The blowing agents used in this invention are roughly classified as (1) decomposable blowing agents and (2) evaporable blowing agents.

The decomposable blowing agents are those which utilize gases evolved by chemical decomposition. The evaporable blowing agents are liquid or gaseous physical blowing agents which volatilize without a chemical change.

(1) Decomposable blowing agents

The decomposable blowing agents include inorganic decomposable blowing agents and organic decomposable blowing agents.

In the present invention, both of these blowing agents are properly used.

Examples of the inorganic decomposable blowing agents are sodium hydrogen carbonate, ammonium carbonate, ammonium hydrogen carbonate, ammonium nitrite, azide compounds, sodium borohydride and light metals.

Examples of the organic decomposable blowing agents are azodicarbonamide, barium azodicarboxylate, N,N'-dinitrosopentamethylenetetramine, 4,4-oxybis(benzenesulfonylhydrazine), diphenylsulfone-3,3-disulfonylhydrazide, p-toluenesulfonylsemicarbazide and biurea. Blowing agents for high temperature use cited herein may also be used properly.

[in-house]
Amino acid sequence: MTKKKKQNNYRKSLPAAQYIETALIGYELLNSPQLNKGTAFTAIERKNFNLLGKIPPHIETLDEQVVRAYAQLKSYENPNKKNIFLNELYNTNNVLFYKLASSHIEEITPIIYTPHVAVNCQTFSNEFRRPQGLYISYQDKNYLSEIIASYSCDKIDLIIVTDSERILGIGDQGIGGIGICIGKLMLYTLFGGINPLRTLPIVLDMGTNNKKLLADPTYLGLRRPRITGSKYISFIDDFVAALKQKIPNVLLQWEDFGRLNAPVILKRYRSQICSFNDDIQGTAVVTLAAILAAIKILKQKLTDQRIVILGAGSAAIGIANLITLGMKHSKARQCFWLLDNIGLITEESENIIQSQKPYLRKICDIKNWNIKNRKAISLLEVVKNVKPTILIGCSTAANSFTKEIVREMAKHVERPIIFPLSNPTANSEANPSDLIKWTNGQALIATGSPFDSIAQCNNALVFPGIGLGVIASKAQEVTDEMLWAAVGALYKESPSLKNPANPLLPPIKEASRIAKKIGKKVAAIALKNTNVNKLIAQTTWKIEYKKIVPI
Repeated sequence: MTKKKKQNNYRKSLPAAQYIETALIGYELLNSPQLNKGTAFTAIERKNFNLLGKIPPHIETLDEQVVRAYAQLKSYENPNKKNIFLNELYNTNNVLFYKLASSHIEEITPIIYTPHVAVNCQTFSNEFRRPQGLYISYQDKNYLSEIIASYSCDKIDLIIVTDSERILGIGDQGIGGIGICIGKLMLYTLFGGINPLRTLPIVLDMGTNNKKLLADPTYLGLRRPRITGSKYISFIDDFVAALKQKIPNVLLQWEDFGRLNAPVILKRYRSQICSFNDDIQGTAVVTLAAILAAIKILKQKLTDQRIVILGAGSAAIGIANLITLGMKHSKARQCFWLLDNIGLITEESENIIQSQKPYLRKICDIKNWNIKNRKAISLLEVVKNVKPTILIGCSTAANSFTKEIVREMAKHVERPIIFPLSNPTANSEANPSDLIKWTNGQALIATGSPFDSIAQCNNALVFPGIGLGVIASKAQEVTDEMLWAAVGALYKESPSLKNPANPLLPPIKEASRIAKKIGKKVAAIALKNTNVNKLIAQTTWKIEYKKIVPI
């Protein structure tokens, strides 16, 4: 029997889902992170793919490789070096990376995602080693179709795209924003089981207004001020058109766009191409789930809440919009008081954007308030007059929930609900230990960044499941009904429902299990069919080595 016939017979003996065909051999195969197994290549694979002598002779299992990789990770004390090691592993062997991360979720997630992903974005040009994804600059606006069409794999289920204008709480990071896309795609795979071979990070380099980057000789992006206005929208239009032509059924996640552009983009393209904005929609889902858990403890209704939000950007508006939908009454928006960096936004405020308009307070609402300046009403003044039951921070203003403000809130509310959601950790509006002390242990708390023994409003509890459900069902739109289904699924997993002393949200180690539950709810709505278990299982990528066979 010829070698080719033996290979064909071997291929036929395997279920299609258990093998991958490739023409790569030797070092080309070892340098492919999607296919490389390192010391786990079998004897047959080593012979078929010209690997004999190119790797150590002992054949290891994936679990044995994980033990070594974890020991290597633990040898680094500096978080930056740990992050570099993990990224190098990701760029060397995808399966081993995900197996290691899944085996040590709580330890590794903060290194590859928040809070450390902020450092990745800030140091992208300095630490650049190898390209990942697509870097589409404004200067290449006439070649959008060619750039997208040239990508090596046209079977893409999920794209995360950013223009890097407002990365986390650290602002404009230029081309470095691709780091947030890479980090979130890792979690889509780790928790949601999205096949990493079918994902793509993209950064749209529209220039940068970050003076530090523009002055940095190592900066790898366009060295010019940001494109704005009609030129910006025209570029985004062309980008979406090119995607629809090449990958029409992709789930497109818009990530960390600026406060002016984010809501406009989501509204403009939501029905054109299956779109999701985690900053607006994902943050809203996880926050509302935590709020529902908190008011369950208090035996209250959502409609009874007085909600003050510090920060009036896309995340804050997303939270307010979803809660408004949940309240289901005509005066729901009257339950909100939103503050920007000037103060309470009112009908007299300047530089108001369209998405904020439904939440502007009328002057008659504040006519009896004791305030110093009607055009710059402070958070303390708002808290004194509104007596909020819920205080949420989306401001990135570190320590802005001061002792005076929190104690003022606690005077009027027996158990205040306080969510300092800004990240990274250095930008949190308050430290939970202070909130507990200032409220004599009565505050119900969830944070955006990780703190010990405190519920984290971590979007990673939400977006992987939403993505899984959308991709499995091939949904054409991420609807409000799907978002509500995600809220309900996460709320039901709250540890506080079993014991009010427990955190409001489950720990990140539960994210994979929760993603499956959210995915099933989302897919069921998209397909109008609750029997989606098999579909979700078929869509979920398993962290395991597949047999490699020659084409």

The decomposition temperature of the blowing agents, the amount of a gas evolved and the speed of its decomposition are important factors for selection of the blowing agent. Accordingly, a foaming aid may be added to the blowing agent to adjust its decomposition temperature, the amount of a gas evolved and the decomposition speed. The foaming aids may be those usually employed, such as oxalic acid, succinic acid, citric acid, urea, borax and ethanolamine.

To expand the resin by using the decomposable blowing agent, the resin is blended with a blowing agent at a temperature above the melting point of the resin but below the decomposition temperature of the blowing agent, and the resulting kneaded mixture is heated to a temperature above the decomposition temperature of the blowing agents and thus expanded under atmospheric pressure. There may also be used an extruding expansion method which comprises extruding a mixture of the resin and is extruded in the molten state from a die, and thus, the pressure exerted on the molten mass is changed from a high pressure to an atmospheric pressure thereby to expand the resin.

There may also be used a pressurized foaming method in which a mixture of the resin and a blowing agent is filled in a closed mold and heated under pressure to decompose the blowing agent, then the pressure is released to vary the pressure, and thereby the resin is abruptly expanded.

There may also be used an injection expansion method in which by utilizing injection molding, a uniformly expanded core layer and a non-expanded skin layer are formed.

In the present invention, any of the methods described above may be utilized.

In the pressure expansion method, a bridging agent or a radical generator may be used as required.

(2) Evaporable blowing agents